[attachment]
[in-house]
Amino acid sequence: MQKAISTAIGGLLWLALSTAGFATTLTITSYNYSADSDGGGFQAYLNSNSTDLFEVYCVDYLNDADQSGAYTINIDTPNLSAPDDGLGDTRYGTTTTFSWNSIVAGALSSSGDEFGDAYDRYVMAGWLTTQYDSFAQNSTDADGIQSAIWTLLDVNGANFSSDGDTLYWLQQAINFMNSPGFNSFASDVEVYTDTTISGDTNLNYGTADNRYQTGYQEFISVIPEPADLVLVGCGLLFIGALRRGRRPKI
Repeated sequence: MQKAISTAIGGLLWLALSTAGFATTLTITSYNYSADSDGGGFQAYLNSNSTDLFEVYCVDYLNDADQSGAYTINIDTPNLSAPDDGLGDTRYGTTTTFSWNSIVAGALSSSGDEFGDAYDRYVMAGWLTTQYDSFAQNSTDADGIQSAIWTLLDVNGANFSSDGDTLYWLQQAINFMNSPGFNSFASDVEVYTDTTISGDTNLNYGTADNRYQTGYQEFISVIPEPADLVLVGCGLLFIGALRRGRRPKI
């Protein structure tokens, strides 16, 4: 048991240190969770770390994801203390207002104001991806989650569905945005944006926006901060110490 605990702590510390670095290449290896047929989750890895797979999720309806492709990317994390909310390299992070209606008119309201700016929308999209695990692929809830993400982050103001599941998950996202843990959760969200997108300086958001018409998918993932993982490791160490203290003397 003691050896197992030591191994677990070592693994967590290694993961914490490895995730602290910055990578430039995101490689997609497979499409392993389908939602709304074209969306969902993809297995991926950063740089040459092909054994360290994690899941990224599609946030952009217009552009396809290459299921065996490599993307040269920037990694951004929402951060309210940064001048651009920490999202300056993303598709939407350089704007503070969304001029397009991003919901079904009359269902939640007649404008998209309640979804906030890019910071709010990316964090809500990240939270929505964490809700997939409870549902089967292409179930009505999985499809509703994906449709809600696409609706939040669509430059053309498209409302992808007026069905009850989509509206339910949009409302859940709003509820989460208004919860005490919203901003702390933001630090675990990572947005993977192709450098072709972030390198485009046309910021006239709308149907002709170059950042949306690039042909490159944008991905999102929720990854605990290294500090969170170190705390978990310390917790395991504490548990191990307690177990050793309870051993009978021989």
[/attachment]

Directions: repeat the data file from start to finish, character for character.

[in-house]
Amino acid sequence: MQKAISTAIGGLLWLALSTAGFATTLTITSYNYSADSDGGGFQAYLNSNSTDLFEVYCVDYLNDADQSGAYTINIDTPNLSAPDDGLGDTRYGTTTTFSWNSIVAGALSSSGDEFGDAYDRYVMAGWLTTQYDSFAQNSTDADGIQSAIWTLLDVNGANFSSDGDTLYWLQQAINFMNSPGFNSFASDVEVYTDTTISGDTNLNYGTADNRYQTGYQEFISVIPEPADLVLVGCGLLFIGALRRGRRPKI
Repeated sequence: MQKAISTAIGGLLWLALSTAGFATTLTITSYNYSADSDGGGFQAYLNSNSTDLFEVYCVDYLNDADQSGAYTINIDTPNLSAPDDGLGDTRYGTTTTFSWNSIVAGALSSSGDEFGDAYDRYVMAGWLTTQYDSFAQNSTDADGIQSAIWTLLDVNGANFSSDGDTLYWLQQAINFMNSPGFNSFASDVEVYTDTTISGDTNLNYGTADNRYQTGYQEFISVIPEPADLVLVGCGLLFIGALRRGRRPKI
């Protein structure tokens, strides 16, 4: 048991240190969770770390994801203390207002104001991806989650569905945005944006926006901060110490 605990702590510390670095290449290896047929989750890895797979999720309806492709990317994390909310390299992070209606008119309201700016929308999209695990692929809830993400982050103001599941998950996202843990959760969200997108300086958001018409998918993932993982490791160490203290003397 003691050896197992030591191994677990070592693994967590290694993961914490490895995730602290910055990578430039995101490689997609497979499409392993389908939602709304074209969306969902993809297995991926950063740089040459092909054994360290994690899941990224599609946030952009217009552009396809290459299921065996490599993307040269920037990694951004929402951060309210940064001048651009920490999202300056993303598709939407350089704007503070969304001029397009991003919901079904009359269902939640007649404008998209309640979804906030890019910071709010990316964090809500990240939270929505964490809700997939409870549902089967292409179930009505999985499809509703994906449709809600696409609706939040669509430059053309498209409302992808007026069905009850989509509206339910949009409302859940709003509820989460208004919860005490919203901003702390933001630090675990990572947005993977192709450098072709972030390198485009046309910021006239709308149907002709170059950042949306690039042909490159944008991905999102929720990854605990290294500090969170170190705390978990310390917790395991504490548990191990307690177990050793309870051993009978021989």